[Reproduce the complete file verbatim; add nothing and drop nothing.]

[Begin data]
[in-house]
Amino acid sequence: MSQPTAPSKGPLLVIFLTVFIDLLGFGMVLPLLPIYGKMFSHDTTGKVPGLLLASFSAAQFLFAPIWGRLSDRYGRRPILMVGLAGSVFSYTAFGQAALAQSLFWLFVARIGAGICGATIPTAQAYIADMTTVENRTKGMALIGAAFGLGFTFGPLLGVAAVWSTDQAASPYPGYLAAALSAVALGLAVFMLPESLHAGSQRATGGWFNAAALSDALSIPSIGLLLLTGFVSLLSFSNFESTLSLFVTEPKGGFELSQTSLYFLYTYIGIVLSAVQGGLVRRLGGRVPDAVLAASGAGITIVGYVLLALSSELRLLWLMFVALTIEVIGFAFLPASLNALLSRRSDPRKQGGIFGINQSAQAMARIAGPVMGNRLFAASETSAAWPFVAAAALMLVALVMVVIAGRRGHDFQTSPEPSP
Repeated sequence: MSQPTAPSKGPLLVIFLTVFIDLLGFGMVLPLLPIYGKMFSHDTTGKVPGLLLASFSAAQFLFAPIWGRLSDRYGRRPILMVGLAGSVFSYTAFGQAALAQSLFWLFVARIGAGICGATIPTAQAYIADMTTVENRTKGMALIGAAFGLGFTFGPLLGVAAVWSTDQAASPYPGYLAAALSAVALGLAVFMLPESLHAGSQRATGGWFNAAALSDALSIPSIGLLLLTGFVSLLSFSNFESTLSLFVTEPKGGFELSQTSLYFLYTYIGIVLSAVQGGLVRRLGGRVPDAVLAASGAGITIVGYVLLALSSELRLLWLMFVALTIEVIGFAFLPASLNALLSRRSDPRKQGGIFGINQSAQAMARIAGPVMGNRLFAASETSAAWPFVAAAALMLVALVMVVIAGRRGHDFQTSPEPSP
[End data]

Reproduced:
[in-house]
Amino acid sequence: MSQPTAPSKGPLLVIFLTVFIDLLGFGMVLPLLPIYGKMFSHDTTGKVPGLLLASFSAAQFLFAPIWGRLSDRYGRRPILMVGLAGSVFSYTAFGQAALAQSLFWLFVARIGAGICGATIPTAQAYIADMTTVENRTKGMALIGAAFGLGFTFGPLLGVAAVWSTDQAASPYPGYLAAALSAVALGLAVFMLPESLHAGSQRATGGWFNAAALSDALSIPSIGLLLLTGFVSLLSFSNFESTLSLFVTEPKGGFELSQTSLYFLYTYIGIVLSAVQGGLVRRLGGRVPDAVLAASGAGITIVGYVLLALSSELRLLWLMFVALTIEVIGFAFLPASLNALLSRRSDPRKQGGIFGINQSAQAMARIAGPVMGNRLFAASETSAAWPFVAAAALMLVALVMVVIAGRRGHDFQTSPEPSP
Repeated sequence: MSQPTAPSKGPLLVIFLTVFIDLLGFGMVLPLLPIYGKMFSHDTTGKVPGLLLASFSAAQFLFAPIWGRLSDRYGRRPILMVGLAGSVFSYTAFGQAALAQSLFWLFVARIGAGICGATIPTAQAYIADMTTVENRTKGMALIGAAFGLGFTFGPLLGVAAVWSTDQAASPYPGYLAAALSAVALGLAVFMLPESLHAGSQRATGGWFNAAALSDALSIPSIGLLLLTGFVSLLSFSNFESTLSLFVTEPKGGFELSQTSLYFLYTYIGIVLSAVQGGLVRRLGGRVPDAVLAASGAGITIVGYVLLALSSELRLLWLMFVALTIEVIGFAFLPASLNALLSRRSDPRKQGGIFGINQSAQAMARIAGPVMGNRLFAASETSAAWPFVAAAALMLVALVMVVIAGRRGHDFQTSPEPSP